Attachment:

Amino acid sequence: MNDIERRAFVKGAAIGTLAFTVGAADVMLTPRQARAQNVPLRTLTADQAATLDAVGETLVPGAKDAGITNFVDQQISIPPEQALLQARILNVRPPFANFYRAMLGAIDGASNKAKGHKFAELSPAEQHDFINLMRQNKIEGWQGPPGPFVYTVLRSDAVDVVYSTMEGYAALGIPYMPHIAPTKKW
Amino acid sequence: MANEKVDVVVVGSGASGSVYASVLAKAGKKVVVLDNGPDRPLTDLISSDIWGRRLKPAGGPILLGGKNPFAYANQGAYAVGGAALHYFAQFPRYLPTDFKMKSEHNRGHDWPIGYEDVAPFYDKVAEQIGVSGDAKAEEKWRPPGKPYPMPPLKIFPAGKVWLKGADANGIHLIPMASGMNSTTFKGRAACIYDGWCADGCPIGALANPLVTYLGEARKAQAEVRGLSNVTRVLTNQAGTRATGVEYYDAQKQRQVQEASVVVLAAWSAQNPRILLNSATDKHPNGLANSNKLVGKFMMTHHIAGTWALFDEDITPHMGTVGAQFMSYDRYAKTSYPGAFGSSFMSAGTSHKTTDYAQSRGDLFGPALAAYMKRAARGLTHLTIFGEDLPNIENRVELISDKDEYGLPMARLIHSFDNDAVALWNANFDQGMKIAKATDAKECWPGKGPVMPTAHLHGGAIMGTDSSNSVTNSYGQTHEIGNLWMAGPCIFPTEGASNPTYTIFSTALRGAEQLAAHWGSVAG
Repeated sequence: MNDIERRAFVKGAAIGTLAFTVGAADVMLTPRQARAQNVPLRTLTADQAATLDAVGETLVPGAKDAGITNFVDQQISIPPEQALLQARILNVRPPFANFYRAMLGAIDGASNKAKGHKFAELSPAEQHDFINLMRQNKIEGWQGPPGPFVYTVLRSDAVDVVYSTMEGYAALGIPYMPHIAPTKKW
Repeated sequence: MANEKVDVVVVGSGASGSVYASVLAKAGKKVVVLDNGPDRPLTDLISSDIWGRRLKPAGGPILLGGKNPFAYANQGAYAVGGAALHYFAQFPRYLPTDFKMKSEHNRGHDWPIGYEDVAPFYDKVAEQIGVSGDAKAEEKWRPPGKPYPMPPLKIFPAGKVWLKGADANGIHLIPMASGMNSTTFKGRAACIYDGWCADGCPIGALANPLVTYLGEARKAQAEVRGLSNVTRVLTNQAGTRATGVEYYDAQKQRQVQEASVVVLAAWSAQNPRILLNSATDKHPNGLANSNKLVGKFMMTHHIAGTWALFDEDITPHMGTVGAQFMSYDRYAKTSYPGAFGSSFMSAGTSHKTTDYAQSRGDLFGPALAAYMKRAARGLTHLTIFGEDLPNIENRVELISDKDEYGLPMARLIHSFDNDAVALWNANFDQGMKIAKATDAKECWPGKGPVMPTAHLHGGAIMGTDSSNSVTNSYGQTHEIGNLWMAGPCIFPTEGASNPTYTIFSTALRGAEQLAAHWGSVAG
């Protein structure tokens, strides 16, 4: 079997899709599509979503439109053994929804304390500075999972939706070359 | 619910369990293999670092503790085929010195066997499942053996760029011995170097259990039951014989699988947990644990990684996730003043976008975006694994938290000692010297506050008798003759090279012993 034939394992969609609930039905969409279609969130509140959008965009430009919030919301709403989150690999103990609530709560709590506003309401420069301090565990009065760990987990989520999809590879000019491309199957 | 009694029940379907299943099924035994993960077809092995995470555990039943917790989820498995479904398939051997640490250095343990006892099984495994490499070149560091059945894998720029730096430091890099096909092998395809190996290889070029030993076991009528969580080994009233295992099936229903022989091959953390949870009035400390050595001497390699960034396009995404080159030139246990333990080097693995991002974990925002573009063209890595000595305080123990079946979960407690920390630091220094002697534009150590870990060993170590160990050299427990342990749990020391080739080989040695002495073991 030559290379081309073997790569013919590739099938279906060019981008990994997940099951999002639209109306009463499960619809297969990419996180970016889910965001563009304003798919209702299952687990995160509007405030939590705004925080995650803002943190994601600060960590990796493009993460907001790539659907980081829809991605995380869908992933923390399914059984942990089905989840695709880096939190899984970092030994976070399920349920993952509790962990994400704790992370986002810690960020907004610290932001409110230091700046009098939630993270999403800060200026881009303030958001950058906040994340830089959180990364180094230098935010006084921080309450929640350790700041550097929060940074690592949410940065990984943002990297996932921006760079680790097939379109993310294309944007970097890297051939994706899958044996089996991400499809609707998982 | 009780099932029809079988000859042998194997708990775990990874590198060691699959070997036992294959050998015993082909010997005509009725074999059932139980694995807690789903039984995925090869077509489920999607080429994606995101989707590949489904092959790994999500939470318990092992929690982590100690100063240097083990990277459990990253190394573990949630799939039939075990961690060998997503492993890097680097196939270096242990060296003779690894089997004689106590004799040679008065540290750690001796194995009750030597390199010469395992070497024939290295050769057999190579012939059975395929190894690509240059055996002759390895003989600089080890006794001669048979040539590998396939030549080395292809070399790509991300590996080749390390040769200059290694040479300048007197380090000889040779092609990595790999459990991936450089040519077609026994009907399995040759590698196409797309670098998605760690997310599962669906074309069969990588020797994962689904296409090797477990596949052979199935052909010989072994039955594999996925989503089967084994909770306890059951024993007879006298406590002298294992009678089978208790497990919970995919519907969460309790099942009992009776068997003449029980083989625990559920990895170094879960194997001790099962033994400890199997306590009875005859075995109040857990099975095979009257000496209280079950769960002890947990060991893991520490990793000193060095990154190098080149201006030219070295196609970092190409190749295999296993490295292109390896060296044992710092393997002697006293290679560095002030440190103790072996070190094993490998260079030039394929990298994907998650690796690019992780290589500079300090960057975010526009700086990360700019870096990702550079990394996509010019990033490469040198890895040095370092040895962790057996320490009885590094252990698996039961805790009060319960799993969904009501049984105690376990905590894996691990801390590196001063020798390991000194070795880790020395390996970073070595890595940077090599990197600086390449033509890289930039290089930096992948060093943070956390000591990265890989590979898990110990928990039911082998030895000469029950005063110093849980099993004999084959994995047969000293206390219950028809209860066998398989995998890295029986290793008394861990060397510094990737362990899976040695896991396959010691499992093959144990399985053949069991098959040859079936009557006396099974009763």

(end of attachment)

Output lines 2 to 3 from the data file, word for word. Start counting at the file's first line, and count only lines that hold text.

Amino acid sequence: MANEKVDVVVVGSGASGSVYASVLAKAGKKVVVLDNGPDRPLTDLISSDIWGRRLKPAGGPILLGGKNPFAYANQGAYAVGGAALHYFAQFPRYLPTDFKMKSEHNRGHDWPIGYEDVAPFYDKVAEQIGVSGDAKAEEKWRPPGKPYPMPPLKIFPAGKVWLKGADANGIHLIPMASGMNSTTFKGRAACIYDGWCADGCPIGALANPLVTYLGEARKAQAEVRGLSNVTRVLTNQAGTRATGVEYYDAQKQRQVQEASVVVLAAWSAQNPRILLNSATDKHPNGLANSNKLVGKFMMTHHIAGTWALFDEDITPHMGTVGAQFMSYDRYAKTSYPGAFGSSFMSAGTSHKTTDYAQSRGDLFGPALAAYMKRAARGLTHLTIFGEDLPNIENRVELISDKDEYGLPMARLIHSFDNDAVALWNANFDQGMKIAKATDAKECWPGKGPVMPTAHLHGGAIMGTDSSNSVTNSYGQTHEIGNLWMAGPCIFPTEGASNPTYTIFSTALRGAEQLAAHWGSVAG
Repeated sequence: MNDIERRAFVKGAAIGTLAFTVGAADVMLTPRQARAQNVPLRTLTADQAATLDAVGETLVPGAKDAGITNFVDQQISIPPEQALLQARILNVRPPFANFYRAMLGAIDGASNKAKGHKFAELSPAEQHDFINLMRQNKIEGWQGPPGPFVYTVLRSDAVDVVYSTMEGYAALGIPYMPHIAPTKKW